Pairings app uses the user's current inventory to recommend recipes and create shopping lists, helping busy college students make healthy dishes.
01 – Introduction
What pain points can atypical research methods reveal about grocery shopping, and how can we prototype an intervention?
Using various research methods, my partner and I explored patterns around grocery shopping and designed an intervention too alleviate common pain points among college students. The resulting mobile app provides recipe recommendations based off what the user currently has. The recipe then doubles as a shopping list for remaining supplies. Here is the vimeo link to the prototype!
02 – Research: Deep Hanging Out
What behavioral nuances can we notice by immersing ourselves in the environment?
We asked questions like: How do in-store interactions between employees and customers affect the shopping experience? What types of things do people decisively buy vs. spend time over? What is the experience like for old timers vs new shoppers?
What we found: The population was a mix of adults and college students, although time of day and location were likely a factor since Pittsburgh is a college city. We noticed two common habits were comparing nutrition labels with prices and then buying either a few items or in bulk (the latter likely for a long duration and to feed several people).
03 – Research: Cultural Probes
How do habits before, during, and after a grocery trip affect one another?
Having seen grocery-shopping in action, we were interested in understanding the before, after, and how they related to the during. "How" and "why" were big questions we had regarding decisions such as where people shop, purchases at the store, and usage and organization of food afterwards. We sent out probes to 5 different people on campus, including graduate and undergraduates across various disciplines as well as university staff.
What we learned: For those that did plan, it was usually with phones, or by memory/habit. For some, planning was necessary to feed a family, for college students it was primarily to save money and time. However, since many college students don't know what to make or shop inconsistently, they usually decide purchases on the spot.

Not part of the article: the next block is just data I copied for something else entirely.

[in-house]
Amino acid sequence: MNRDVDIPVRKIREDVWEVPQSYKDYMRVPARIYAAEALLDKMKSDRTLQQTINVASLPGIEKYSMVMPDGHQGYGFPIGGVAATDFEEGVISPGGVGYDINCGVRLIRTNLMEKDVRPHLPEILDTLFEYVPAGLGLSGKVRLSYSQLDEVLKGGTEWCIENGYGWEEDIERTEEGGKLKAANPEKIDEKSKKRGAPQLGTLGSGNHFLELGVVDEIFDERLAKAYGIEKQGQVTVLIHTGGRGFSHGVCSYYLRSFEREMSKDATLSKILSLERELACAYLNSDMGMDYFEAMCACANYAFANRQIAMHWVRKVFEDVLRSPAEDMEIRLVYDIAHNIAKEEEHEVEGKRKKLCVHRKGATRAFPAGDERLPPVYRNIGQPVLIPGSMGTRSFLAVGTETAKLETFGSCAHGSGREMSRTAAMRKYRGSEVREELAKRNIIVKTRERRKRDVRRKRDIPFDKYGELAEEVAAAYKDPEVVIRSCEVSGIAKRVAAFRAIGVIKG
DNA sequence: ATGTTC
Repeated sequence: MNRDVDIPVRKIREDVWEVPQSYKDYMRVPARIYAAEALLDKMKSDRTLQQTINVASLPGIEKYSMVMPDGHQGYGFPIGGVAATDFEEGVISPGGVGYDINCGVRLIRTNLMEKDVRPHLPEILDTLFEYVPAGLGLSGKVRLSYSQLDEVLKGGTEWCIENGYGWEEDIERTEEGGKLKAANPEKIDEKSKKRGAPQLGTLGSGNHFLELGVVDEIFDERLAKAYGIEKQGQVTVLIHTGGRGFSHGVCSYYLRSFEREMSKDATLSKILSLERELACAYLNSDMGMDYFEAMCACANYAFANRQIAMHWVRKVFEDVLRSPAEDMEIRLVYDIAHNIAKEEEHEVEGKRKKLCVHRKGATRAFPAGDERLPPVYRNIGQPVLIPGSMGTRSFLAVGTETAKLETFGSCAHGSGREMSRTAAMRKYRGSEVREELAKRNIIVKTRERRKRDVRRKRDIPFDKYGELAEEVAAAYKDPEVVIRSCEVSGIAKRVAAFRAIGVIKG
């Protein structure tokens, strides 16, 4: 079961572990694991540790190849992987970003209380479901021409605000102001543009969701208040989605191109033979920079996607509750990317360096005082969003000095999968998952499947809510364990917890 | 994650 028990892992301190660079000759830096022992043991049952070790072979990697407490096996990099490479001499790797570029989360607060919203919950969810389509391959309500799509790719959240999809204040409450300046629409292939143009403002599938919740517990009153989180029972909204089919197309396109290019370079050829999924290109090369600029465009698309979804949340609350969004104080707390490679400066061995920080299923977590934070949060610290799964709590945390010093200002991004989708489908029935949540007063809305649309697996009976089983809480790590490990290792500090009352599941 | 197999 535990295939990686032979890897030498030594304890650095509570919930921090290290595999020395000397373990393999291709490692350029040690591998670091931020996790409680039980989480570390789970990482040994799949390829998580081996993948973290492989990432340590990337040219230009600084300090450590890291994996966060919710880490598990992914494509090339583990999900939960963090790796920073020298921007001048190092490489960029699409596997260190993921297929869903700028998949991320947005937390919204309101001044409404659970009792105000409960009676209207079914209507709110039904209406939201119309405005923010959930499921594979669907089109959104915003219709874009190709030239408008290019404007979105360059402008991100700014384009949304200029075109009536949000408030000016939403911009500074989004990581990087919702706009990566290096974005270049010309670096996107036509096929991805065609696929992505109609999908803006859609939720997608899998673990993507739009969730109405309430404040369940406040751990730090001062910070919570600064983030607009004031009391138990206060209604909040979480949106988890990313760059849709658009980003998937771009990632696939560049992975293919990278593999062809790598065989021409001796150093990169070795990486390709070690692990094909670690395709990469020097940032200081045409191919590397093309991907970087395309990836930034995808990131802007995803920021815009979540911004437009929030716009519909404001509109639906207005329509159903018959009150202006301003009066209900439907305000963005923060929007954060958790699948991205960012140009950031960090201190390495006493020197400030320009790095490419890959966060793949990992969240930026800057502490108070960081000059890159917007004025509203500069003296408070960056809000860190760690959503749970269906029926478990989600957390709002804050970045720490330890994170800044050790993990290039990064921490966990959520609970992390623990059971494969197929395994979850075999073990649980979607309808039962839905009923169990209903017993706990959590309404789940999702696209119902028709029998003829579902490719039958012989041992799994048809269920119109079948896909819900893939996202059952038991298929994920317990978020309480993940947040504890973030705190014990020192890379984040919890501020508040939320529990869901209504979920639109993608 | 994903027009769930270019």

04 – Insights
We identified two contrasting types of shoppers and values both groups have.
We saw that the planning process was the largest contribution to that struggle: not only did our research show that uncertainty and deliberation cause people's purchases to end up incomplete or imbalanced, but they also wasted time. For most people, saving money/time, and eating healthy were priorities.
04 – Defining Pain Point and Strategy
We used motivations, habits, and values of users from our research as attributes to draw out a user journey.
Busy students waste time figuring out how to eat healthy and organizing what to buy. We found that the planning process was the largest struggle, and poor planning often led to impulse purchases and time spent inefficiencies.
Increase decision-making efficiency and the amount of healthy foods purchased by mimicking identified shopping habits that work. Thus came the idea of lists within lists, to organize types of foods we noticed people often bought repeatedly. We also hypothesized this could help organize types of items needed each trip.
05 – Testing Initial Concept
Additional interviews filled in our knowledge gaps and were a pivotal point in refining our narrative.